When a regulation changes, it can be difficult to determine which changes in the economy were directly caused by the regulatory change, and which were caused indirectly or by unrelated factors. The North American Free Trade Agreement (NAFTA), implemented on Jan. 1, 1994, is no exception. Here are some of the gains and losses that have been attributed to the agreement. NAFTA is clearly responsible for some, but others have a less clear cause.

NAFTA Decreased Tariffs
A tariff is a tax that a national government places on an imported or exported good or service to encourage or discourage trade. Tariffs increase costs for consumers, which in turn discourages consumption of those items. One of the most common reasons governments impose tariffs is to "protect" domestic companies from cheaper foreign competitors. Tariffs can also be used to retaliate against a trading partner's own tariffs or to express disapproval of a country's foreign policy.

The decreased trade restrictions brought about by NAFTA have made it easier for Americans to purchase Canadian and Mexican goods. As of 2010, the most recent year for which these data were available, the United States received about a quarter of its imports from these two countries, which are its second and third largest suppliers of imported goods. In particular, the U.S. gets much of its crude oil, vehicles, machinery and gold from these two countries, as well as fresh produce, snack foods, live animals, red meat and chilled and frozen foods.

All Three Countries Experienced Real Wage Increases
According to a November 12 Washington Post article, a study done by three Federal Reserve economists showed that NAFTA increased wages in the U.S. by 0.17%, in Canada by 0.96% and in Mexico by 1.3%. We don't doubt that these economists were rigorous in their analysis, but numerous factors can affect wages, so it's difficult to tell how much influence one factor really had.

NAFTA Increased Trade Between the U.S., Mexico and Canada
NAFTA is credited with significantly increasing trade among the U.S., Mexico and Canada. The U.S. alone traded $1.6 trillion in goods and services with its NAFTA partners in 2009, the latest year for which data are available, and the U.S. sold 32.2% of its exports to Canada and Mexico in 2010. Trade of goods and services between the U.S., Canada and Mexico has increased from $337 billion in 1993, before NAFTA went into effect, to $1.182 trillion in 2011.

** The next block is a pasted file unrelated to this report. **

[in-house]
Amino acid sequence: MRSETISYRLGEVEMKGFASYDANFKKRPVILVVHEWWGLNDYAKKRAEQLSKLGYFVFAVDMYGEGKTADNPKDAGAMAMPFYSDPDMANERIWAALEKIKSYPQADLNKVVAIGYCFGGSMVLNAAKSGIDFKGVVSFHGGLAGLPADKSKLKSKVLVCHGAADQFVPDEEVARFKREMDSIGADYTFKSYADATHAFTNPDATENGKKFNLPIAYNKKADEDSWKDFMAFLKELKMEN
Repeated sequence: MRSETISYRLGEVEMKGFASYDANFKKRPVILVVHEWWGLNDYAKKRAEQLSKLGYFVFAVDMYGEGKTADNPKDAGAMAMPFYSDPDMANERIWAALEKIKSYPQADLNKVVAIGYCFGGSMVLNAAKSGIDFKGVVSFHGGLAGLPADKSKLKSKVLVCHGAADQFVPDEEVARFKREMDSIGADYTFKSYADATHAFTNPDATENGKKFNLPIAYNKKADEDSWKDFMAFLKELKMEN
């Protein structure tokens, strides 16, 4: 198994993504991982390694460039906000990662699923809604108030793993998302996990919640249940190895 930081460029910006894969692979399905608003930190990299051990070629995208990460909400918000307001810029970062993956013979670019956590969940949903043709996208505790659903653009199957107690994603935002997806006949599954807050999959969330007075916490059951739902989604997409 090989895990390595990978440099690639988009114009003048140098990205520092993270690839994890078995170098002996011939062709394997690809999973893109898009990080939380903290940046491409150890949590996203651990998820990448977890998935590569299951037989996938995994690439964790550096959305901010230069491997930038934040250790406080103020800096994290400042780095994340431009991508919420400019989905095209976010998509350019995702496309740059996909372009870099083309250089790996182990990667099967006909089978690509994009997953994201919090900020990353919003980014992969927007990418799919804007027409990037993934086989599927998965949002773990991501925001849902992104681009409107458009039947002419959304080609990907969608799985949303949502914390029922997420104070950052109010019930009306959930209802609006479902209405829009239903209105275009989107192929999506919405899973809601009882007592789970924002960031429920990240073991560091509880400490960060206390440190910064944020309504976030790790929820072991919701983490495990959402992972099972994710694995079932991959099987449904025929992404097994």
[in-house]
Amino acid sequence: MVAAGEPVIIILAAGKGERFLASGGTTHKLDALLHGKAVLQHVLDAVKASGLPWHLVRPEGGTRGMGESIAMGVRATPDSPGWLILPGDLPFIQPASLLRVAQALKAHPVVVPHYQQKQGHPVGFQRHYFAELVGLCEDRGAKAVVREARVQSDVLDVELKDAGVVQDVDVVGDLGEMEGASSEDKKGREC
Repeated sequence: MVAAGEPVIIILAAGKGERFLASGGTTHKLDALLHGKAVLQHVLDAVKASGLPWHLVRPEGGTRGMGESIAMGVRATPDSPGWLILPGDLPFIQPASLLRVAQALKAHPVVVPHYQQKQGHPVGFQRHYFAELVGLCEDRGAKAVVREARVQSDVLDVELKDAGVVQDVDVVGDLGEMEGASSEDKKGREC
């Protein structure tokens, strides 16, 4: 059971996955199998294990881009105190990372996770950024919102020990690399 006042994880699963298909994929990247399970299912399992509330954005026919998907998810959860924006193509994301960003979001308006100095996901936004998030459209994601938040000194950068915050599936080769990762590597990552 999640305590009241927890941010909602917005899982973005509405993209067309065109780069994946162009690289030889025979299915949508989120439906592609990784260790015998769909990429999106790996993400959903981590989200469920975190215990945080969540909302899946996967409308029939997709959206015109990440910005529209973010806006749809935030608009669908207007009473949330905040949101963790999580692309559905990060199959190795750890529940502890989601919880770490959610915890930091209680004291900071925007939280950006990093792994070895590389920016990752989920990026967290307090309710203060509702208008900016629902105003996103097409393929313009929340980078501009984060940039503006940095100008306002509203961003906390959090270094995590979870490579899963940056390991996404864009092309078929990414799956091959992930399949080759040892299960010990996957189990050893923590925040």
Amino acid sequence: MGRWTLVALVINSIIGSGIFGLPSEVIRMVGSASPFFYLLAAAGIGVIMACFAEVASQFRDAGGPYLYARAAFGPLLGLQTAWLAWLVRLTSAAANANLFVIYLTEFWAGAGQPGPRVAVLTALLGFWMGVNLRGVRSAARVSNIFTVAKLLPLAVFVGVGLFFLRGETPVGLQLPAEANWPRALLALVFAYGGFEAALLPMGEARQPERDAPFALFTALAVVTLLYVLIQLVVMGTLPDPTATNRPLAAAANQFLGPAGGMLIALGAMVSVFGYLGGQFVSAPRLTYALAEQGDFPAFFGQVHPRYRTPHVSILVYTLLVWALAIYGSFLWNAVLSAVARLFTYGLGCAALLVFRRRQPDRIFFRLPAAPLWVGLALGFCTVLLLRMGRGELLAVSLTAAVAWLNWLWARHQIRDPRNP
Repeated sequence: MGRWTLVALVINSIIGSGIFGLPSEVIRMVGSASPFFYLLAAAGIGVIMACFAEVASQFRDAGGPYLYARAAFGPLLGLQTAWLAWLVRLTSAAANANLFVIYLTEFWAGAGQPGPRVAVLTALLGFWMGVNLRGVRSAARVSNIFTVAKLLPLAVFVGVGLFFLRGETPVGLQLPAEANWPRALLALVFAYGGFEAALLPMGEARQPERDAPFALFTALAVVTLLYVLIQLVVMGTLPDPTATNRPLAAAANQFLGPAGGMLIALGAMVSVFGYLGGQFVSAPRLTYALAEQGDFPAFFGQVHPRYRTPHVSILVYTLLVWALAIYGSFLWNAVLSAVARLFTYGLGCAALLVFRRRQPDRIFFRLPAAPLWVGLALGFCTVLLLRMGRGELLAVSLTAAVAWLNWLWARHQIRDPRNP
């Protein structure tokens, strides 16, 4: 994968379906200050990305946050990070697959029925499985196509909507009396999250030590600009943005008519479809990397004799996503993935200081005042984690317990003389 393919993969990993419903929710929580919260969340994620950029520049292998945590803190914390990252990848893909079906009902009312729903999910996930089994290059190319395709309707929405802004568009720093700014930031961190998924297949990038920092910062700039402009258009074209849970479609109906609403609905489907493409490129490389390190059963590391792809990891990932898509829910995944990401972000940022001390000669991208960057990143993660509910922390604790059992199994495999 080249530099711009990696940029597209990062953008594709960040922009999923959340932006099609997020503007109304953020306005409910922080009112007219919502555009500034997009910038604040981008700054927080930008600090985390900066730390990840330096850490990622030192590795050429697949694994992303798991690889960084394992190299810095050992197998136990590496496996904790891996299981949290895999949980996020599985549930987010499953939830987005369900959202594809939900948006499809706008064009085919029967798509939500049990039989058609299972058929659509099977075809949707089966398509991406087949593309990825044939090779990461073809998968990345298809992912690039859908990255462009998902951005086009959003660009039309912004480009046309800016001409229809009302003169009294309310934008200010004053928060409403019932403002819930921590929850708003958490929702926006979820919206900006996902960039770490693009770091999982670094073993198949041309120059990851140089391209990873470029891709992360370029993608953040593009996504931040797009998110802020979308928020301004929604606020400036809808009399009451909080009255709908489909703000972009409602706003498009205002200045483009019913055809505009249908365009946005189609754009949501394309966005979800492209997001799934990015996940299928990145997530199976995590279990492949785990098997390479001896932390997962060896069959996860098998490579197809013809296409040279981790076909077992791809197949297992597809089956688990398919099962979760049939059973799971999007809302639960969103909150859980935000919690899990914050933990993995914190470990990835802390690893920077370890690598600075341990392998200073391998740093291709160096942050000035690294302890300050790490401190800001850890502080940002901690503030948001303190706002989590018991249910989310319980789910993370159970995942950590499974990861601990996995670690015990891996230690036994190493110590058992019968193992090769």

NAFTA Increased Industrial Integration Between the U.S. and Mexico
Occidental College Dean Jorge Gonzales said in a recent NAFTA summit that U.S.–Mexico industrial integration, particularly in automobile manufacturing, was NAFTA's greatest success, the San Antonio Express News reported. The biggest categories of U.S. exports to Canada and Mexico in 2010 were electrical machinery, vehicle parts, mineral fuel and oil and plastics. The U.S. also saw 800,000 new manufacturing jobs from 1994 through 1998, reversing a 13-year trend during which the country lost 2 million manufacturing jobs.

NAFTA Created Jobs for U.S. Workers
According to the U.S. Chamber of Commerce, increased trade from NAFTA supports about 5 million U.S. jobs. The chamber of commerce also points out that unemployment was 7.1% in the decade before NAFTA and 5.1% from 1994 to 2007. We can't say for sure that this decrease is attributable to NAFTA, and we also know that unemployment from 2008 to 2012 has been significantly higher - a point that the chamber doesn't seem eager to attribute to the free trade agreement.

NAFTA may have had many benefits. However, it hasn't eliminated all the problems associated with international trade between the three countries.

Mexican Workers Have Benefited Less Than Expected
While NAFTA encouraged significant U.S. investment in Mexico, much of that investment has been in the form of factories near the border that are called maquiladoras, where Mexican workers provide cheap labor to produce U.S. goods. This arrangement has fallen short in its goal of increasing the size of Mexico's middle class because Asian labor has proven to be cheaper, and maquiladora towns have a poor quality of life for workers.

NAFTA Lifted Tariffs but not Regulations
NAFTA may have eliminated tariffs between the U.S., Canada and Mexico, but it didn't do away with the numerous customs regulation that can stifle trade. Rule of origin regulations decide whether a good qualifies for trade under NAFTA guidelines, and exporters must complete certificate of origin paperwork. More rules determine what records businesses must keep for trades under NAFTA and for how many years. Businesses that believe their goods have wrongly been deemed unqualified can go through an appeals process. Each of the three countries has a different procedure for NAFTA claims, and businesses that violate the laws or customs procedures of any country are subject to administrative, civil or criminal penalties. In other words, even without tariffs, there are still plenty of government-imposed barriers to trade.

The Bottom Line
As we approach the agreement's 20th anniversary, contemplation of the benefits and costs that have been attributed to NAFTA can help U.S. leaders consider how to best approach trading relationships, not just with Mexico and Canada, but with all foreign countries.

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